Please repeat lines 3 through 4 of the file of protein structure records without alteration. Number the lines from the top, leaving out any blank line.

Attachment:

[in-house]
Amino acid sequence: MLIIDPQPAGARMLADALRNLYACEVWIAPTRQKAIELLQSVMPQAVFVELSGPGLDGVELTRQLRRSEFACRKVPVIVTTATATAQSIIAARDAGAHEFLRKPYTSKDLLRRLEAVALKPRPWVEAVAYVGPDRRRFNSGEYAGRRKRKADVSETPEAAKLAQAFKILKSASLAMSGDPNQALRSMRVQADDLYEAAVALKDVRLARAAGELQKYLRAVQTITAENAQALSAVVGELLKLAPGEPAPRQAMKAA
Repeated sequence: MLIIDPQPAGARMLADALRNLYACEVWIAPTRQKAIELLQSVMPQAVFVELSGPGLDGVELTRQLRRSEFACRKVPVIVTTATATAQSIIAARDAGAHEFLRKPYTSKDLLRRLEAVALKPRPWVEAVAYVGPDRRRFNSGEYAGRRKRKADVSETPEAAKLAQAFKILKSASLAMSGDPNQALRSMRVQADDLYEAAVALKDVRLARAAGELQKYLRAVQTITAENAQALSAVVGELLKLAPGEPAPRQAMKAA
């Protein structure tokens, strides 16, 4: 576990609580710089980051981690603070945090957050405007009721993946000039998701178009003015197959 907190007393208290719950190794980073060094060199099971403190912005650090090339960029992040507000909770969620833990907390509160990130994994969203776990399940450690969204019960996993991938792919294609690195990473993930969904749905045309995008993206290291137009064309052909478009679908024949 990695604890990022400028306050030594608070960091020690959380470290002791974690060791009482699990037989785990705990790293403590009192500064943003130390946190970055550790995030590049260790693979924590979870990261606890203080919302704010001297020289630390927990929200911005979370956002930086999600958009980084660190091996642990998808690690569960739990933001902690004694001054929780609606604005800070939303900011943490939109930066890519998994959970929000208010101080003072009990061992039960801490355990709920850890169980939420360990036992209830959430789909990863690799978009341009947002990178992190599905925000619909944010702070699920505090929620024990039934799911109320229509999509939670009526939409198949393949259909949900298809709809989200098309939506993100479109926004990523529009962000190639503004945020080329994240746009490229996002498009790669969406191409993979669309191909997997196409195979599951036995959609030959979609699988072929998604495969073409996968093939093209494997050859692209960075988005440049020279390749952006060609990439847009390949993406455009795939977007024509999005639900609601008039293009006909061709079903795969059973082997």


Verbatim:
Repeated sequence: MLIIDPQPAGARMLADALRNLYACEVWIAPTRQKAIELLQSVMPQAVFVELSGPGLDGVELTRQLRRSEFACRKVPVIVTTATATAQSIIAARDAGAHEFLRKPYTSKDLLRRLEAVALKPRPWVEAVAYVGPDRRRFNSGEYAGRRKRKADVSETPEAAKLAQAFKILKSASLAMSGDPNQALRSMRVQADDLYEAAVALKDVRLARAAGELQKYLRAVQTITAENAQALSAVVGELLKLAPGEPAPRQAMKAA
């Protein structure tokens, strides 16, 4: 576990609580710089980051981690603070945090957050405007009721993946000039998701178009003015197959 907190007393208290719950190794980073060094060199099971403190912005650090090339960029992040507000909770969620833990907390509160990130994994969203776990399940450690969204019960996993991938792919294609690195990473993930969904749905045309995008993206290291137009064309052909478009679908024949 990695604890990022400028306050030594608070960091020690959380470290002791974690060791009482699990037989785990705990790293403590009192500064943003130390946190970055550790995030590049260790693979924590979870990261606890203080919302704010001297020289630390927990929200911005979370956002930086999600958009980084660190091996642990998808690690569960739990933001902690004694001054929780609606604005800070939303900011943490939109930066890519998994959970929000208010101080003072009990061992039960801490355990709920850890169980939420360990036992209830959430789909990863690799978009341009947002990178992190599905925000619909944010702070699920505090929620024990039934799911109320229509999509939670009526939409198949393949259909949900298809709809989200098309939506993100479109926004990523529009962000190639503004945020080329994240746009490229996002498009790669969406191409993979669309191909997997196409195979599951036995959609030959979609699988072929998604495969073409996968093939093209494997050859692209960075988005440049020279390749952006060609990439847009390949993406455009795939977007024509999005639900609601008039293009006909061709079903795969059973082997």